Rhizarian evolution: filose and reticulose pseudopodial body plans and ciliary gliding
In contrast to Halvaria which were probably ancestrally planktonic photophagotrophs leaving both algal and predatory descendants, Rhizaria ancestors became benthic phagotrophs by evolving filose (threadlike) pseudopodia for feeding on surfaces, thus losing plastids altogether. This novel soft amoeboid surface so radically transformed their cytoskeleton that it has been difficult to homologise it with Halvaria and Hacrobia (Cavalier-Smith and Karpov 2012). To better represent the primary dichotomy between filose and reticulose body plans seen on the latest 187-protein trees (Cavalier-Smith et al. 2015a), Table 1 transfers Endomyxa (which include both reticulose and mixed reticulose/filose groups) from Cercozoa to Retaria and makes new subphylum Ectoreta for classical Retaria (Foraminifera, Radiozoa). That allows the simple generalisation that thus revised Cercozoa were ancestrally relatively small gliding flagellates typically using filose pseudopodia for feeding and never have cortical alveoli, whereas sister phylum Retaria were ancestrally large vegetatively reticulose amoeboid forms without cilia whose biciliate spores or sperm (lost by some lineages) never glide.
Some Cercozoa secondarily lost cilia to generate filose amoebae polyphyletically and a very small minority became secondarily reticulose through evolving filopodial fusion; just as a few endomyxan Retaria became secondarily filose. Ectoretan trophic cells are often subdivided internally into reticulose ectoplasm and organelle-containing endoplasm by a central capsule composed of a hollow sphere of membranous alveoli with dense contents. The capsule wall has pore-like gaps between the alveoli through which the mt skeleton penetrates from the inner endoplasmic region containing organelles such as nucleus, mitochondria and Golgi to the outer ectoplasmic region comprising the pseudopodial network specialising in phagocytosis and digestion. I suggest that central capsule alveoli are relics of the ancestral corticate cortical alveoli and the pseudopodial network grew out though gaps between them to fully invest the cell with an ectoplasmic net. By contrast Endomyxa and Cercozoa appear to have lost cortical alveoli independently, which would have allowed relatively small cells compared with Ectoreta to have fed pseudopodially over their whole surface.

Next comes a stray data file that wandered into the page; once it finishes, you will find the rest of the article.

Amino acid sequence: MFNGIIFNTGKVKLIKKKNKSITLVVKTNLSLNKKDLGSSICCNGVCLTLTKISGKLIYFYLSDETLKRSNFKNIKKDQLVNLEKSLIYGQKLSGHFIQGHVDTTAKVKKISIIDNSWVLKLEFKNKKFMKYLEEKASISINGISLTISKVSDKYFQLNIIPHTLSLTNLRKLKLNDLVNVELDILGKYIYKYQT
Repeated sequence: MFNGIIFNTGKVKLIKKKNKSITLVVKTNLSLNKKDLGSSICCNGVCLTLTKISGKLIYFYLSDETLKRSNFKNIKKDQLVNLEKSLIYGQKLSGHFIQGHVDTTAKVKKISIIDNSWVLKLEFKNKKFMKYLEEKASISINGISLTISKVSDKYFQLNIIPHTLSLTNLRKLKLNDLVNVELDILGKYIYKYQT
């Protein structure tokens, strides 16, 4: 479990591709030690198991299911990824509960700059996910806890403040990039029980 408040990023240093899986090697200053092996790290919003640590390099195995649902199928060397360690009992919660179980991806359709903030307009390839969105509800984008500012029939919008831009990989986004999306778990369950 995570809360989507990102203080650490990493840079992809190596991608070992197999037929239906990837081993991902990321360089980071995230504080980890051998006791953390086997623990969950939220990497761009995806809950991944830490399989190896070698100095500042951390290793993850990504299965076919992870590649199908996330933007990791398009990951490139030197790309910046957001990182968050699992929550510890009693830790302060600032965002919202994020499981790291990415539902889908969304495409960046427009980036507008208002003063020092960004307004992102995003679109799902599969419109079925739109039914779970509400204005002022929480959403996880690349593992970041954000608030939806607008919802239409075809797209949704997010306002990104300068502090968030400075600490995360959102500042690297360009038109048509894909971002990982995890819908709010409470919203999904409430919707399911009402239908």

I suggest that Radiozoa and cercozoan Phaeodaria when losing cilia and their roots from trophic phases multiplied and modified BB for evolving radial axopodia and that cercozoan desmothoracids and Tetradimorpha which evolved axopodia without losing cilia may also have multiplied BB for this job. Likewise foraminiferal reticulopodia and granofilosean filopodia [supported by mts unlike filopodia in general: Limnofila (as ‘Gymnophrys’; Mikrjukov and Mylnikov 1998)] may independently have adopted the characteristically MAP-reinforced BB mts for internal support in their non-ciliate trophic stages.
The cytoskeleton of ectoretan ciliated sperm (rarely seen in free-living forms) has been scarcely studied. In Endomyxa only parasitic Phytomyxea have biciliate zoospores; the other three classes lost them; centriolar roots are cruciate, two each; they almost certainly became cruciate as discussed above for green algae and heterokonts by heterochrony producing an R4 but accelerated development of R2 and as non-phagotrophs must be radically simplified from the ancestral rhizarian condition.